Losing a parent or caregiver is difficult for any child, whether the loss is through death, separation, or removal from their home. Working with these children, they are often found to be struggling with grief and adjustment issues that might show up as a significant change in mood or acting out behaviors. Working with children who have been temporarily separated or sometimes permanently removed from their home can sometimes prove particularly difficult when trying to find creative ways to help them work their way through the loss of their parent or caregiver who has been a significant part of their lives for some time, often since birth.
Losing someone is never easy. While I certainly am not wanting to downplay the loss any child feels when a parent or caregiver dies, children who are separated from their homes, whether temporarily or permanently, face a unique challenge in itself. The child knows their parent didn’t die, so why can’t they still be with them? In cases where there has been neglect or abuse, a child may especially have difficulty understanding an array of confusing feelings… “I love my mom, but I didn’t like how she hurt me. But I feel guilty for not being with her but it’s kind of nice that I don’t have to worry so much or be so scared.”
In some cases, children aren’t even particularly sure why they’ve been separated from their parents or caregivers at all. They may not be given much information or they may not even realize that their parent’s neglect or other inappropriate behavior was ever wrong in the first place. From these kids’ perspectives, they have a really hard time understanding why or even how their lives seemed to suddenly be turned upside down. And sometimes, depending on the age of the child, it isn’t appropriate to offer a lot of details; regardless, it still doesn’t make up for the intense hurt and pain they feel from being separated from the only home they ever knew.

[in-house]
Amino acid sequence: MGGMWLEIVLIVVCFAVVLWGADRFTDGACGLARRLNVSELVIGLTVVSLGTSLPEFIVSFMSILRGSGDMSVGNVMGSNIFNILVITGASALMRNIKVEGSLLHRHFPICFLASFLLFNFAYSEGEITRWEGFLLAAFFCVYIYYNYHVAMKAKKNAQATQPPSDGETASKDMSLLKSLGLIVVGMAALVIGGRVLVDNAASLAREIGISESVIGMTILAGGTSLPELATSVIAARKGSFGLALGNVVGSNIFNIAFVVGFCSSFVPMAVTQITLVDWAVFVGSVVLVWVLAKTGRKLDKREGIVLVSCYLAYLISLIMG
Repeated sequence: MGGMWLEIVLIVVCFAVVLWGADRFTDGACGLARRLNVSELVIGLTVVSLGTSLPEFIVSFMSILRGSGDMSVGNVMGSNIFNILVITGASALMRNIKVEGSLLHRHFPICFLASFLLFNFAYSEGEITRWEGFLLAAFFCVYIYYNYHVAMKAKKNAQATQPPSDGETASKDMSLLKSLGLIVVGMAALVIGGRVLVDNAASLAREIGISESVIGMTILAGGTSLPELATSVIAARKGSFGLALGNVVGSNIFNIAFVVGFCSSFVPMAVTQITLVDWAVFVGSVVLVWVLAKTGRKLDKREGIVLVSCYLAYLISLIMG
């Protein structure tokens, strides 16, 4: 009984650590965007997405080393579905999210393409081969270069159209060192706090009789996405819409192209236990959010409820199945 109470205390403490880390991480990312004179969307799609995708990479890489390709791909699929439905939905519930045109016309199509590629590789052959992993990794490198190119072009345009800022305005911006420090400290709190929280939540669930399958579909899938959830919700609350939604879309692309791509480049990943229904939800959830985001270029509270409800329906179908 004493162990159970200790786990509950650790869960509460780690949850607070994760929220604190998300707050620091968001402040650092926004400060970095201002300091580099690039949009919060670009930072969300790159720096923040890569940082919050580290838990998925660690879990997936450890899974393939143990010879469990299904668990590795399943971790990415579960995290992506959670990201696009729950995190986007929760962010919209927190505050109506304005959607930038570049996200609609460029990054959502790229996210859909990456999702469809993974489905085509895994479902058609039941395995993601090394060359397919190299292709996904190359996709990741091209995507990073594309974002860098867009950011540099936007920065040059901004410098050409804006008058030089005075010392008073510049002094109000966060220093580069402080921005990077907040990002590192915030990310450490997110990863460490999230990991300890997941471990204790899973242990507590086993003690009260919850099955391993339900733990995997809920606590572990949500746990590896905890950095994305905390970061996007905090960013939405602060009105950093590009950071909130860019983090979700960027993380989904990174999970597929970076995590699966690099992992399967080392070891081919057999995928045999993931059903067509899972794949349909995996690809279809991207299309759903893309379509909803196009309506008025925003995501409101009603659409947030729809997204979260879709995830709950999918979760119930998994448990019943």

Child-centered play therapy, I’ve found, is especially helpful for these children when they are particularly young, but I’ve found that a more directive approach is often needed for middle and older elementary children and pre-teens. Seeking out ideas for techniques to work with these children has continued to result in dead ends. With the exception of a few specific techniques out there on the internet and in books for children who have lost their parent or caregiver not by death but by separation, therapists frequently need to adapt general grief activities for these vulnerable children. While this is certainly not a major problem, I began creating some of my own games, art, and other play activities myself.
To create your own game, simply click below and print the Separation & Loss question strips. After you print the questions, I recommend laminating the page for durability. Then simply cut out your questions, and glue each individual question onto a Jenga block. The blocks that are left over can be used as “free pass” blocks, blocks that allow the player a turn without answering a question or they can be rapport (relationship) building blocks.
I find “free pass” blocks to be helpful over utilizing each and every block for a question, as it seems to make kids more comfortable and feel less overwhelmed. Rapport, or relationship, building blocks are ones in which you can use questions such as those found below, to lighten the mood and discuss something a little more fun and less heavy. The topic of losing or being separated from someone you love can be pretty sensitive, let’s cut the child a break! I personally use some of the rapport (relationship) building questions AND a few “free pass” blocks.”
In regards to the rapport building questions I have included in this post, you obviously wouldn’t use all of the strips for this particular game or you wouldn’t have many blocks left for the separation and loss questions. You can pick and choose which of both sets of questions you would like to use. Or you might also decide to glue two questions onto each Jenga block, with one side having a separation and loss question and the other side including a rapport building question. This is what I choose to do. This way, if a child does feel particularly uncomfortable about answering a separation and loss question, there’s a “back up” question they can choose to answer instead.
The unfortunate truth is that if we live, we must also one day die. And death can be confusing, especially for children, who are constantly receiving confusing messages about the subject. Many parents have difficulty talking about death with children, particularly young children, and we frequently avoid the subject for as long as we can… usually until someone close to us or close to our child dies.